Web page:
NEW YORK, July 26 (UPI) -- Economists and others are warning that a period of deflation is a possibility for the U.S. economy, given high unemployment and a stalled economic recovery.
The Los Angeles Times reported Monday that John Mauldin, president of Millenium Wave Advisors said recently the risk of falling prices is something "we have to take ... seriously." Nobel Prize winning economist Paul Krugman also warned of prices "visibly sliding toward deflation" in a recent column.
"It's a good bet that by some measures we'll be seeing deflation by some time next year," Krugman wrote.
Deflation crimps the economy by cutting into profits, which can trigger layoffs, creating a vacuum of purchasing power, which sucks prices down further. Even consumers who can afford purchases hesitate, expecting better deals if they wait, which stalls manufacturing, one of the brighter spots in the U.S. recovery so far.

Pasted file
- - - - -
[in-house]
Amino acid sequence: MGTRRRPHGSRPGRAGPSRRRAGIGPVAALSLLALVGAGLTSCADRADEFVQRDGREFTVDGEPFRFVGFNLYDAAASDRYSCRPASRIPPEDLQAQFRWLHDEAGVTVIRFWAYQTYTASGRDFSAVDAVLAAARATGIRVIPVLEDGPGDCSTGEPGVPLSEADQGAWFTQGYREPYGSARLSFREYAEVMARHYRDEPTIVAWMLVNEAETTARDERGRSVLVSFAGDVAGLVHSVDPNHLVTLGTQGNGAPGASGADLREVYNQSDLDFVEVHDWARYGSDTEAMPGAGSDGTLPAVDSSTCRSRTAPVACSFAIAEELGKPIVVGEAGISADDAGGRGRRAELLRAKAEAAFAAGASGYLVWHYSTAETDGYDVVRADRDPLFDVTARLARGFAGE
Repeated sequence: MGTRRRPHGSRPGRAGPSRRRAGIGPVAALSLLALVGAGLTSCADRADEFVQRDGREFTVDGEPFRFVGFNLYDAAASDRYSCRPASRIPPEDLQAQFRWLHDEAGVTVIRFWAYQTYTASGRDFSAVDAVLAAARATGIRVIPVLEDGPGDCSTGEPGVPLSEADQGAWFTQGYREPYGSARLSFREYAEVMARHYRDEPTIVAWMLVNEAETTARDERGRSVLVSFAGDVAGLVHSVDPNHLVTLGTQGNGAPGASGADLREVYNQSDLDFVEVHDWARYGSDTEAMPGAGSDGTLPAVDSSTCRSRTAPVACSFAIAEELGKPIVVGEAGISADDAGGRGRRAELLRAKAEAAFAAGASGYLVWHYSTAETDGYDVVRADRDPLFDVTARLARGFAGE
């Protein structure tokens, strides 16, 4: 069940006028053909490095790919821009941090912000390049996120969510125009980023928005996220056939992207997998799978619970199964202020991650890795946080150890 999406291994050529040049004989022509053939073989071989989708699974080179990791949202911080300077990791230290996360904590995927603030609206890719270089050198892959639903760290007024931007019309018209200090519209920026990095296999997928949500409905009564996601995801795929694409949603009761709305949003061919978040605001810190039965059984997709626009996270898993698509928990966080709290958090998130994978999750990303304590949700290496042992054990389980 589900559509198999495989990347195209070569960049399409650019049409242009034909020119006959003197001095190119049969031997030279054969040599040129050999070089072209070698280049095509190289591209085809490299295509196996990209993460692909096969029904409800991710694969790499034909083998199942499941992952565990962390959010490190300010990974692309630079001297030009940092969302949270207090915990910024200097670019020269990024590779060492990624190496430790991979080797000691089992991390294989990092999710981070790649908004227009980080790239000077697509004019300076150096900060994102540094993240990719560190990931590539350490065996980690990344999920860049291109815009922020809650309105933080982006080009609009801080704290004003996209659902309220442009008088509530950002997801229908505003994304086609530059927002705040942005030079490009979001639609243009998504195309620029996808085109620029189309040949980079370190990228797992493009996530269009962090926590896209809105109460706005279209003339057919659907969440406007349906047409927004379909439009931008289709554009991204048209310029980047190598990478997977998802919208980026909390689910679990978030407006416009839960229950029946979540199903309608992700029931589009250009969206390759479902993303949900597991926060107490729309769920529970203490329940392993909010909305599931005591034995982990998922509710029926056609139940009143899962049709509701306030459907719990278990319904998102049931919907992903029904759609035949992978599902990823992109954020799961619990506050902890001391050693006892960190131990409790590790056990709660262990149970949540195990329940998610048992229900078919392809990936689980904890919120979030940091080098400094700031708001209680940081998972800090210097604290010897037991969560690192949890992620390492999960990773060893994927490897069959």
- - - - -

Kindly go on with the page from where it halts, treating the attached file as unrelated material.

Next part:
By numbers, the annual inflation rate was at 1.1 percent in June. Core inflation -- excluding food and energy prices -- was 0.9 percent, its lowest in more than four decades.
Richard Katz, editor of the Oriental Economist Report, said the U.S. was better equipped to handle a deflationary trend than Japan where deflation put the economy on wobbly legs from 1981 through 1991.
"The policymaking response in the United States is better, in part because of the precedence of Japan," he said.